DENVER (CBS4) – The bill to create Colorado’s own aerial firefighting fleet is getting bipartisan support and Gov. John Hickenlooper is on board. The funding has been approved and now more details are coming out about what the fleet would look like.
The aerial firefighting fleet would include four planes- two of them leased, two owned by the state- four leased helicopters and money for a center to study high-tech firefighting like night vision goggles.READ MORE: U.S. News Ranks Children's Hospital Colorado In The Top 10 For Pediatric Facilities In The Nation
The price tag for those resources is $21 million. Last year Colorado spent $48 million putting out fires.
State Senator Steve King first introduced the bill creating Colorado’s own aerial firefighting fleet last year among some criticism.
“A catastrophic wildfire on the Western Slope of Colorado in our watersheds will change Colorado for generations to come,” said King.
A year and another historic fire later, King has proved them wrong.
“Common sense started to sink in about the fact that we have 40 million acres of dead trees around our water,” said King.
King is a Republican representing Mesa County. He said the support of Democratic Senate President Morgan Carroll, his co-sponsor for the bill, took politics out of the debate.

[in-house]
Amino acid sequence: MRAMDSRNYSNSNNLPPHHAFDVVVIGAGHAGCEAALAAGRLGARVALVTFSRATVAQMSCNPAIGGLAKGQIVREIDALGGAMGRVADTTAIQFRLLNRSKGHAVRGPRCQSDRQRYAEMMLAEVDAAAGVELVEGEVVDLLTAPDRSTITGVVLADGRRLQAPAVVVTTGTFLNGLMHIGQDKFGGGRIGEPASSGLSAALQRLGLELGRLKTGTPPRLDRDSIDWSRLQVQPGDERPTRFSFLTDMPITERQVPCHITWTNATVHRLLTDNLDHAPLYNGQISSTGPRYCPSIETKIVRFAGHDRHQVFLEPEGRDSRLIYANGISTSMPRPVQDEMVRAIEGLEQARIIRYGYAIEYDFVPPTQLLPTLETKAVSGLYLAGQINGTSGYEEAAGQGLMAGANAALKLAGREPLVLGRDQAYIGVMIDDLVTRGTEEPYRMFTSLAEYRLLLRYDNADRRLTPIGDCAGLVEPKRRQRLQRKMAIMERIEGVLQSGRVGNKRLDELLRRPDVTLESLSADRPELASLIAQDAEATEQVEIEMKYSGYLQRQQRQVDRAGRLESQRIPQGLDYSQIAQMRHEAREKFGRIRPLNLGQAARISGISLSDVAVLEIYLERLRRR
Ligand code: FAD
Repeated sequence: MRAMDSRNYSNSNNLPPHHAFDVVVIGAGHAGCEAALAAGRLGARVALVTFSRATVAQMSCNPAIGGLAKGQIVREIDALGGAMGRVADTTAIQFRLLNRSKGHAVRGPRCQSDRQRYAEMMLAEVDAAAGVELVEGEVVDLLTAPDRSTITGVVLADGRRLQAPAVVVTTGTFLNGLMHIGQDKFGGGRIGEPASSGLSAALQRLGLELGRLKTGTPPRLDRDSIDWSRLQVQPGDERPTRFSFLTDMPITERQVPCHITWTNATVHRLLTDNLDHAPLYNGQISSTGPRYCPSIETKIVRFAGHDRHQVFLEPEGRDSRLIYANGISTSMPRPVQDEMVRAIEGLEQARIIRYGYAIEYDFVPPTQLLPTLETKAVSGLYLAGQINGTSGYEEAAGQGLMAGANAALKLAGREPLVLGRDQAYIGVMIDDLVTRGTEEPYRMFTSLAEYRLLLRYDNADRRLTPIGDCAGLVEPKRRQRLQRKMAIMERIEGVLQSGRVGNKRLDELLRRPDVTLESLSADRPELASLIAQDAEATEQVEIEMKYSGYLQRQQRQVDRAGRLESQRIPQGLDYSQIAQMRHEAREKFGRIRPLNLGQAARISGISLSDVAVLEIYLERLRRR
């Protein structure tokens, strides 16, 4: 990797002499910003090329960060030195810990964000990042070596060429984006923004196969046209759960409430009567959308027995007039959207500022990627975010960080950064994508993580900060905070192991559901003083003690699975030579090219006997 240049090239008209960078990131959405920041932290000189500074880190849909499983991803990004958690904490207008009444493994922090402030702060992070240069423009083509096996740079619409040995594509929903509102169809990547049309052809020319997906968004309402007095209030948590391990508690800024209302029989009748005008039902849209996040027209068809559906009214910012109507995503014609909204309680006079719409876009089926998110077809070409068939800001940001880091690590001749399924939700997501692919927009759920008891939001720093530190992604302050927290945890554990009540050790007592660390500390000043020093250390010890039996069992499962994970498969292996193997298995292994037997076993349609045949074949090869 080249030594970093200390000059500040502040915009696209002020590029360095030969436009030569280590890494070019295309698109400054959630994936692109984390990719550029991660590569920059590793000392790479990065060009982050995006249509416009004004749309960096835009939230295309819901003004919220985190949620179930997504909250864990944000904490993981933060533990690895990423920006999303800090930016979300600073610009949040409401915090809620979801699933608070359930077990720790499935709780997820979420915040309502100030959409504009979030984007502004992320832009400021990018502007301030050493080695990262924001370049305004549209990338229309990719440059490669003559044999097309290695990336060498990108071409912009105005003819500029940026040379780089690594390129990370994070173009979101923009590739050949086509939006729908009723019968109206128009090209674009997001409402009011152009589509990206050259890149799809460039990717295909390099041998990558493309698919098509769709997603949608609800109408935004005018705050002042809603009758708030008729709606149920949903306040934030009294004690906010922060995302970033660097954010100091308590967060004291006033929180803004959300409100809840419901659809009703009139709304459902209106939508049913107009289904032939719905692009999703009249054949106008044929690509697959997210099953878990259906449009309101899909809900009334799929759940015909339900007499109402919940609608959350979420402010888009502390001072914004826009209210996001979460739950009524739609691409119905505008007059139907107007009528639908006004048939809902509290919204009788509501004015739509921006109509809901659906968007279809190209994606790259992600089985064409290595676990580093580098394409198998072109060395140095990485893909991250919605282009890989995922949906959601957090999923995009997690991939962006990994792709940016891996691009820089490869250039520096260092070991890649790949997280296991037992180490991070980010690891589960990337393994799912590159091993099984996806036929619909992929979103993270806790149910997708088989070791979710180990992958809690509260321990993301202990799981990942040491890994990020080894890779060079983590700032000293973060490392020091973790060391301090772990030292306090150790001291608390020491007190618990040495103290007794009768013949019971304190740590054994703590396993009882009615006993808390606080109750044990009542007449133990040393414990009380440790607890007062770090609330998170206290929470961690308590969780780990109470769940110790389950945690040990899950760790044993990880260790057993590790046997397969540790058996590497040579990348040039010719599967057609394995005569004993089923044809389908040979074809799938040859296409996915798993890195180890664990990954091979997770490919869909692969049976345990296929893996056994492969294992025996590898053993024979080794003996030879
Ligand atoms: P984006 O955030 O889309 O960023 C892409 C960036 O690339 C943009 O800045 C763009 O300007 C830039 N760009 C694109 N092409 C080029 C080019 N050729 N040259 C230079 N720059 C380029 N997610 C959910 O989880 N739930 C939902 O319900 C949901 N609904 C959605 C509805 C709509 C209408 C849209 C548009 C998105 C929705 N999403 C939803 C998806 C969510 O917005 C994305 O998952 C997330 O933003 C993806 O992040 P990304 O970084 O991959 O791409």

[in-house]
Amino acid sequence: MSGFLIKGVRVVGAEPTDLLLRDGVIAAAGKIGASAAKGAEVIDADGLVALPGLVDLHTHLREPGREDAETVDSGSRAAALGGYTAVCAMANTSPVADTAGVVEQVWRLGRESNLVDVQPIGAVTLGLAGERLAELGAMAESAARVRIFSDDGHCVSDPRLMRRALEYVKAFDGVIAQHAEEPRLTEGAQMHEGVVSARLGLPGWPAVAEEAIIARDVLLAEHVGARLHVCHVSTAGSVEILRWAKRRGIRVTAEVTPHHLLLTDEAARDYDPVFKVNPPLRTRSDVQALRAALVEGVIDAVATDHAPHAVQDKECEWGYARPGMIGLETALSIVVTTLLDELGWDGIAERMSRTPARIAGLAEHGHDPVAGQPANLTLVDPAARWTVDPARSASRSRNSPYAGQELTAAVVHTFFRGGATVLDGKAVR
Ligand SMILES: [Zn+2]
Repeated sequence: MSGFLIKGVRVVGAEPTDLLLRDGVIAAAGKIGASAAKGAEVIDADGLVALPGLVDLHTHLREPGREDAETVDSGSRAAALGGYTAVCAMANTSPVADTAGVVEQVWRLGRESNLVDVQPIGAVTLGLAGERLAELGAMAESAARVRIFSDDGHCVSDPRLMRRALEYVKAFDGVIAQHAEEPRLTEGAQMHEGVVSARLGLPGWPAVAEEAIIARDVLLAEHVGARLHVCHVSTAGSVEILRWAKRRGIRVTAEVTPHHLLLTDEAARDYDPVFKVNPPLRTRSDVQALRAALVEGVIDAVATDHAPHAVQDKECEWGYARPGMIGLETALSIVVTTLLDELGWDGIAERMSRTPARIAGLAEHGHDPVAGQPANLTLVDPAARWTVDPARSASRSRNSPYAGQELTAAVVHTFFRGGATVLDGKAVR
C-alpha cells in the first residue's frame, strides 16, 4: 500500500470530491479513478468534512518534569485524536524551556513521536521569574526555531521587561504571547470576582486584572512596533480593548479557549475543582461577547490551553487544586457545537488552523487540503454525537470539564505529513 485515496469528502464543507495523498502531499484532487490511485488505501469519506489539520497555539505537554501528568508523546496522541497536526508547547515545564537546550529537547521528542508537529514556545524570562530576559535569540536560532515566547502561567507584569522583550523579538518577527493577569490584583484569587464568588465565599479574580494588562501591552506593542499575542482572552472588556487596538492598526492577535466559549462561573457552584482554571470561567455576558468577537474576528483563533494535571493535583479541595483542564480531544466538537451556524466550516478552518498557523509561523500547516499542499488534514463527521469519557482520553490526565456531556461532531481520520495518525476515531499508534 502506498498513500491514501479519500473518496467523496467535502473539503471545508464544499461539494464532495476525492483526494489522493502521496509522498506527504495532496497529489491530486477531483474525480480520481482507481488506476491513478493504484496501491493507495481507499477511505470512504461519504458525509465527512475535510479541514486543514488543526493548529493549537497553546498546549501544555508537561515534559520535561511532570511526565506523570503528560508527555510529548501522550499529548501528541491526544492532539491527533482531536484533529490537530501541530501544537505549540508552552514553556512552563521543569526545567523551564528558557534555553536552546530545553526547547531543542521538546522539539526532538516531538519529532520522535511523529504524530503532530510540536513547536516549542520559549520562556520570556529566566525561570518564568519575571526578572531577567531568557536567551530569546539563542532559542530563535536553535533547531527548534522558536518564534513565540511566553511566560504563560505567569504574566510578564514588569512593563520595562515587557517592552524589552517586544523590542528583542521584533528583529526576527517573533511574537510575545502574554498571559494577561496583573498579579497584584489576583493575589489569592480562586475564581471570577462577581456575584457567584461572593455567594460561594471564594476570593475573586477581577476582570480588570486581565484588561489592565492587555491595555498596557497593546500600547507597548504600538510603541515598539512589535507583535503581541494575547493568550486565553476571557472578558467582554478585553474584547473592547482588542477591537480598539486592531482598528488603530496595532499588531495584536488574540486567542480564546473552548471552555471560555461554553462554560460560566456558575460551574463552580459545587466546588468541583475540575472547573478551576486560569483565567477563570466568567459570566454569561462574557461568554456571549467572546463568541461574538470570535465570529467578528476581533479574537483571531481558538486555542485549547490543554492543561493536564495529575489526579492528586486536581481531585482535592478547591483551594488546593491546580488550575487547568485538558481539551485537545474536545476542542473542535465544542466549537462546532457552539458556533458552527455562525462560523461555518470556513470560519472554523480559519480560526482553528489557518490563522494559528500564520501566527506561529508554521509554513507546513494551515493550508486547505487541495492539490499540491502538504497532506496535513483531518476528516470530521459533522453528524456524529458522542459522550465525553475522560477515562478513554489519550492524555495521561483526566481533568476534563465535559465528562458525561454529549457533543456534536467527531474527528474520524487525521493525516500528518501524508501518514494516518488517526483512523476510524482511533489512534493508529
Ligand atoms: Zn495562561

“It is jeopardizing what we hold dear in this state to fail to act in this regard,” said Carroll.READ MORE: Denver Weather: First Triple Digits This Year As Record Heat Continues For Several More Days
Last year Hickenlooper ordered the Division of Fire Prevention to conduct a study to determine what the state’s firefighting needs are. Those results are reflected in King’s bill.
Colorado is dependent on the federal government for air support when a fire breaks out. That fleet is down to just nine heavy air tankers for the entire country.
The most compelling plea came from a fire victim.
“I’m here today to ask you to prevent another community from going through the same hardships, from going through the same economic, emotional and environmental devastation of fire,” said Waldo Canyon fire survivor Dan Stanforth.
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